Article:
The total effect of pre-pregnancy BMI category on breastfeeding initiation, early cessation, and longevity, respectively, was estimated by adjusting for confounding variables in logistic regression models. The direct effect of pre-pregnancy BMI category was estimated by further adjusting for mediator variables. Results are presented as ORs, and as predicted marginal probabilities, to assist with the assessment of the relative and absolute size of the effects of pre-pregnancy BMI.
To test whether the effect of pre-pregnancy BMI is moderated by ethnicity, interactions between ethnicity and pre-pregnancy BMI category were added. Sensitivity analyses were conducted using BMI as a continuous variable in initiation, early cessation and longevity models. Where confounders or mediators had missing information, missing categories were included in the analysis such that a common sample was analysed to obtain total and direct effects.
As a further sensitivity analysis, longevity was measured using breastfeeding duration in months with analysis conducted using ordered logistic regression. This analysis is available in web online supplementary appendix 2.
Supplementary file 2
The total analytic sample was 17 113 (92.5%) mothers. The confounders and mediators either had no missing data (ethnicity, siblings in household, step-siblings in household, smoking during pregnancy, gestational diabetes, delivery method and labour complications), or very low percentages of missing data <1% (maternal education, maternal age, alcohol consumption during pregnancy, birth weight and gestational age).
Of this sample, 70% of mothers initiated breastfeeding. Initiation rates varied considerably by ethnicity (white (68.19%), mixed (87.97%), Indian (84.65%), Pakistani (76.81%), Bangladeshi (87.67%), black Caribbean (92.03%), black African (95.31%) and ‘other’ ethnicity (91.37%)). Of those who initiated, 17.93% ceased breastfeeding at 1 week or earlier, and 39.63% breast fed for more than 4 months.
Table 2 shows the unadjusted relationship between pre-pregnancy BMI category and breastfeeding initiation, cessation and longevity for the whole analytic sample and stratified by ethnicity. For the whole sample, being underweight, overweight or obese is associated with decreased odds of initiating breastfeeding (underweight OR=0.63 (95% CI 0.54 to 0.74), overweight OR=0.86 (95% CI 0.77 to 0.96), obese OR=0.83 (95% CI 0.72 to 0.96)), increased odds of ceasing breastfeeding within the first week (underweight OR=1.32 (95% CI 1.05 to 1.66), overweight OR=1.59 (95% CI 1.38 1.83), obese OR=1.63 (95% CI 1.35 1.97)) and decreased odds of breastfeeding for 4 months or more (underweight OR=0.79 (95% CI 0.65 to 0.96), overweight OR=0.75 (95% CI 0.67 to 0.84), obese OR=0.58 (95% CI 0.48 0.69)), compared with those who had a healthy weight prior to pregnancy. The results were very similar for the white ethnic group, who comprise almost 90% of the sample.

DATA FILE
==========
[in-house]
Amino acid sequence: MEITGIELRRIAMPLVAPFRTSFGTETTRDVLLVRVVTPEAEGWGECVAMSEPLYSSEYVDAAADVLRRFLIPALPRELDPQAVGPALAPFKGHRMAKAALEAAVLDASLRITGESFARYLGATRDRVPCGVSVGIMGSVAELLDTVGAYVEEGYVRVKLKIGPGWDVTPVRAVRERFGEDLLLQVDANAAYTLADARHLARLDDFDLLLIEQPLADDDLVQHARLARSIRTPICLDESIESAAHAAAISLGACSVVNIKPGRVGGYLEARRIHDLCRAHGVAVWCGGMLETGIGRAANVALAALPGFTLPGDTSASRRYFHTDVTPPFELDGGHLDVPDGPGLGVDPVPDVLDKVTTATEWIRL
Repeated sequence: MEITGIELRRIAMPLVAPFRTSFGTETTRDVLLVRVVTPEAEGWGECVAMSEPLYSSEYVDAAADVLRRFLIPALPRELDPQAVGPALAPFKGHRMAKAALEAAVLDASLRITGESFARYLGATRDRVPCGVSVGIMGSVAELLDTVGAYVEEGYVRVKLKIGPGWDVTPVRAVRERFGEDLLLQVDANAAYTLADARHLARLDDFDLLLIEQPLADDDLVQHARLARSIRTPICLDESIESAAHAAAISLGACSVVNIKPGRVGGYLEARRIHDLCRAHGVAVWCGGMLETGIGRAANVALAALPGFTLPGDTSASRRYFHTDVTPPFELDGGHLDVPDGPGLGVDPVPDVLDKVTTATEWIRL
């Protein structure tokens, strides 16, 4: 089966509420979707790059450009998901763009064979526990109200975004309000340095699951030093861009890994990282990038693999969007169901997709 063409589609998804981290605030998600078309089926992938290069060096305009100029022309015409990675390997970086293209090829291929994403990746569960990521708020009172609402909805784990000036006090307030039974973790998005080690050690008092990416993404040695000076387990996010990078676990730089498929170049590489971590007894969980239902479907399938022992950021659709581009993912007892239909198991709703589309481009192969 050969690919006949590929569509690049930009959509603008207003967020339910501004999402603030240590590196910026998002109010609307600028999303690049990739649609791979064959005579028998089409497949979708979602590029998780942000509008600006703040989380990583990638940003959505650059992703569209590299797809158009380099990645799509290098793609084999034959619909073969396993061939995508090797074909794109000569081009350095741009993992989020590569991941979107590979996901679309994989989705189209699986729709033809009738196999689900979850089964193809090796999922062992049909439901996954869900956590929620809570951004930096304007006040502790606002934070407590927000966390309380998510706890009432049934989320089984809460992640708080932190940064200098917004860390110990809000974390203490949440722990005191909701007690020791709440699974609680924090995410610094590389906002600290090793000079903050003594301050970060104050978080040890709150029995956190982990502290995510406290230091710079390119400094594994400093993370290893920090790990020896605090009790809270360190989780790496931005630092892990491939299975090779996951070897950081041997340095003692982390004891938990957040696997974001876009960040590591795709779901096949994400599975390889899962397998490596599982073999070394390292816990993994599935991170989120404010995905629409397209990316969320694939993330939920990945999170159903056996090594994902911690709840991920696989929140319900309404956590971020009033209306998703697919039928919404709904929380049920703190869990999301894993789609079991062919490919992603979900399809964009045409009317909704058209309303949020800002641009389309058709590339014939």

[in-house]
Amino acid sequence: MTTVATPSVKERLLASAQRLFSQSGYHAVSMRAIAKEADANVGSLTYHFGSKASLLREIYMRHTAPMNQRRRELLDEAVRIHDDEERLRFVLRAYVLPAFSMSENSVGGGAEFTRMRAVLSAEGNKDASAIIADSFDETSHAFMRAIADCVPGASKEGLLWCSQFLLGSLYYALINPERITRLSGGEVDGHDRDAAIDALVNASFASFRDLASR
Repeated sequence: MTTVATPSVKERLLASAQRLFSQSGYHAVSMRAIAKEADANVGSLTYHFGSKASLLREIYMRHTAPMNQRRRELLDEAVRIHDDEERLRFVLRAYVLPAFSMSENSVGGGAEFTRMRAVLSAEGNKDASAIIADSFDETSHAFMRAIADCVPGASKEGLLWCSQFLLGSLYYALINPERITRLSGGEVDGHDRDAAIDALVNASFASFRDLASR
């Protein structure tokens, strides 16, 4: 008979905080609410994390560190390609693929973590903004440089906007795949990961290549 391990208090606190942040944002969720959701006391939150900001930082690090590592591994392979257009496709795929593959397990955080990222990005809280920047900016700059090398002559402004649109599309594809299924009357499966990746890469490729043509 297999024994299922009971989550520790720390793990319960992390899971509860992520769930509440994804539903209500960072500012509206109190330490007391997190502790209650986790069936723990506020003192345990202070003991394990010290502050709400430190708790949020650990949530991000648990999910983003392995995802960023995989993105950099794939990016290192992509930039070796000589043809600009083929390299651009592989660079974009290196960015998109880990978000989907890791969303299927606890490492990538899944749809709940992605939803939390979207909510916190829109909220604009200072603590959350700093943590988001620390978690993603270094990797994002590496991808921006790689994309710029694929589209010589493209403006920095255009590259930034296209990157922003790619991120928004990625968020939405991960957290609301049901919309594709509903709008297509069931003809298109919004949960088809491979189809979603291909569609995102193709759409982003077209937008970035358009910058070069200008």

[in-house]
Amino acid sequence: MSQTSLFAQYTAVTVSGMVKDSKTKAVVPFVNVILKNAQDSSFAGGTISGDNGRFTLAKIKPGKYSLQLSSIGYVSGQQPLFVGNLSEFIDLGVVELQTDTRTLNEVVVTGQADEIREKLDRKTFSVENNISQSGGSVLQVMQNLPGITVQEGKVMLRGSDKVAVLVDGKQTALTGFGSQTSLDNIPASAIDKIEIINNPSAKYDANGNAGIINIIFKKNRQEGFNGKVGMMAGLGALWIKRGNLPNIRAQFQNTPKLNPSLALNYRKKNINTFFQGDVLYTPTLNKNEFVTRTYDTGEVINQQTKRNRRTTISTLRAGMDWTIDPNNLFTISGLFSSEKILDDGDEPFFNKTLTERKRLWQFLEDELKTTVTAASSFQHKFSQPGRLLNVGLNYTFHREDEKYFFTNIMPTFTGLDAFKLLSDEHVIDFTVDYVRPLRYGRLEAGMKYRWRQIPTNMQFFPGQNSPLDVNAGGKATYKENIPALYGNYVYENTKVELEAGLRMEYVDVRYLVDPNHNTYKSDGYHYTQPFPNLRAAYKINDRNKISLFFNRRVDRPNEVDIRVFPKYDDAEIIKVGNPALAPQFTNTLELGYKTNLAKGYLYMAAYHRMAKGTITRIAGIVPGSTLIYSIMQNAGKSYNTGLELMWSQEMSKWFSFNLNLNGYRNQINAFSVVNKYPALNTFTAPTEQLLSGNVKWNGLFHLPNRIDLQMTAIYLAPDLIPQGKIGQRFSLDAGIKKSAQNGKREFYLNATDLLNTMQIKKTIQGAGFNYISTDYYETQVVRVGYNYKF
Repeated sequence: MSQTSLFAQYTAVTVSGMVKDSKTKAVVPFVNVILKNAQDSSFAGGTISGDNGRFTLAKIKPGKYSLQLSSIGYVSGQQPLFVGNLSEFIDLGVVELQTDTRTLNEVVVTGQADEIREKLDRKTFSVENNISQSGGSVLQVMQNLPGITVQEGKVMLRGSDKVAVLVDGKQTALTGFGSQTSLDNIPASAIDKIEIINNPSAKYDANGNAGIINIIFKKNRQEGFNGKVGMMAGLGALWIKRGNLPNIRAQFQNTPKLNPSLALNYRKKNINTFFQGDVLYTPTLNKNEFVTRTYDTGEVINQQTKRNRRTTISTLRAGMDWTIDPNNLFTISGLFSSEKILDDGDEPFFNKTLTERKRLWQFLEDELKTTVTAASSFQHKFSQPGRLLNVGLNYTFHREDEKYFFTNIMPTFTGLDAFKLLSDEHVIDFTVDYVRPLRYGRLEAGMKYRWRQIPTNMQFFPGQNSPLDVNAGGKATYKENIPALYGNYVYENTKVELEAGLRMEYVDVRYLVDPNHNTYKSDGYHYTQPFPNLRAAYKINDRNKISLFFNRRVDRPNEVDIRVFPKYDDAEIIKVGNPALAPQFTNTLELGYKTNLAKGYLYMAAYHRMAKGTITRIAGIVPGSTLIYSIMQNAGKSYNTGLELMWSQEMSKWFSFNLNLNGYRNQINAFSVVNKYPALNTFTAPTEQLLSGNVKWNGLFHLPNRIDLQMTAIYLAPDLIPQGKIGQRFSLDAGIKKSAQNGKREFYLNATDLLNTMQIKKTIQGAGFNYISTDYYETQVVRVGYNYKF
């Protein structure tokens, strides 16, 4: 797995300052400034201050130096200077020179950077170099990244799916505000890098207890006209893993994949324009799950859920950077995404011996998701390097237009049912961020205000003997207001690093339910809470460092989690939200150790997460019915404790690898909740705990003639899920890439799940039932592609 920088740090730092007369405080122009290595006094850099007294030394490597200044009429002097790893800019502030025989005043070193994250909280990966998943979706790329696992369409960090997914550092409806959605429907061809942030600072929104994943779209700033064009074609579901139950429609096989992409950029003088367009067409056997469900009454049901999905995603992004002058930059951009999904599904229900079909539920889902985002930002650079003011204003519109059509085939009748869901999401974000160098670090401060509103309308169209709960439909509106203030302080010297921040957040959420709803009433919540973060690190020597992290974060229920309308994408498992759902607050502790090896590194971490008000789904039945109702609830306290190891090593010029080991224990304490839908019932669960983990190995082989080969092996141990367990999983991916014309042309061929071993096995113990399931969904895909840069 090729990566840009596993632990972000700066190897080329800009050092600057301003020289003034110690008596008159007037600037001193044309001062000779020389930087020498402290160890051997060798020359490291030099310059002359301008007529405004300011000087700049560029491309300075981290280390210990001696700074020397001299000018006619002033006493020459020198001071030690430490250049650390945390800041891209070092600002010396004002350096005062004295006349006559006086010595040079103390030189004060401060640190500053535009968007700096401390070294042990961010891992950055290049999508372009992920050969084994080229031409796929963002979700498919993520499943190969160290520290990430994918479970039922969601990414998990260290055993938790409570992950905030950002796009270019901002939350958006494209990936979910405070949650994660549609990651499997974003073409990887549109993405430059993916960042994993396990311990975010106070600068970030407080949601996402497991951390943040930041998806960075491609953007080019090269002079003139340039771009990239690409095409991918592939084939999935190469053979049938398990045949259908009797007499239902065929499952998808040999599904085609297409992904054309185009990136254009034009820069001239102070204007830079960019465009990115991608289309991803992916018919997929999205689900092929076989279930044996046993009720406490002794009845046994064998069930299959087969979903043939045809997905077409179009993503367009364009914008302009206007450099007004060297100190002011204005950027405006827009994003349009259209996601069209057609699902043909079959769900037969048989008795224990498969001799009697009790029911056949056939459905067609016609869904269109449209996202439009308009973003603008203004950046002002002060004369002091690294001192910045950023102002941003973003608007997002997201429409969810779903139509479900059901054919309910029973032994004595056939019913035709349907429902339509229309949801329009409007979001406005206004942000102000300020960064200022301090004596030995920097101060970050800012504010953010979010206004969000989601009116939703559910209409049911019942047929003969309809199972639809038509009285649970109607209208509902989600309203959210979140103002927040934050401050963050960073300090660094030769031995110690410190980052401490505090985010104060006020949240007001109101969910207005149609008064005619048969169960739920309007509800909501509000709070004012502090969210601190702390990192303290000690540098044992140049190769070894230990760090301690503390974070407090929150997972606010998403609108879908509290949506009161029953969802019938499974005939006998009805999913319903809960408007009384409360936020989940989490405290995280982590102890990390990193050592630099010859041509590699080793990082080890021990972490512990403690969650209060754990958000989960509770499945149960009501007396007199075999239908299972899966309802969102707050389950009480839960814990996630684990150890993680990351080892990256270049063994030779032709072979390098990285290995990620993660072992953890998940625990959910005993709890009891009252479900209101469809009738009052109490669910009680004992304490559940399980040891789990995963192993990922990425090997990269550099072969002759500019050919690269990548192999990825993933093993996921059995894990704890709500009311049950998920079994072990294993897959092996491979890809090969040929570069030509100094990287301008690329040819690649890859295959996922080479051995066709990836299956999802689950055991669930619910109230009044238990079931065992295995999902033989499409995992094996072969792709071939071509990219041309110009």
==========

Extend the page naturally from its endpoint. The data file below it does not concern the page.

Despite the wide CIs, the patterning of the prevalence and the ORs by BMI category suggests potentially varying relationships between pre-pregnancy BMI and breastfeeding behaviours for some ethnic groups. However, formal tests revealed no evidence for multiplicative interaction effects for initiation (F(18,372)=1.07, p=0.39). Small numbers of those classified as underweight in some ethnic groups with very high rates of initiation (mixed (n=11), black African (n=13) and black Caribbean (n=11)) limit the ability of analyses to estimate the impact of underweight on breastfeeding initiation in these groups. There was however evidence for multiplicative interaction effects for early cessation (F(20,370)=2.30, p=0.001) and longevity (F(21,369)=1.91, p=0.01) in unadjusted models.
Total and direct effects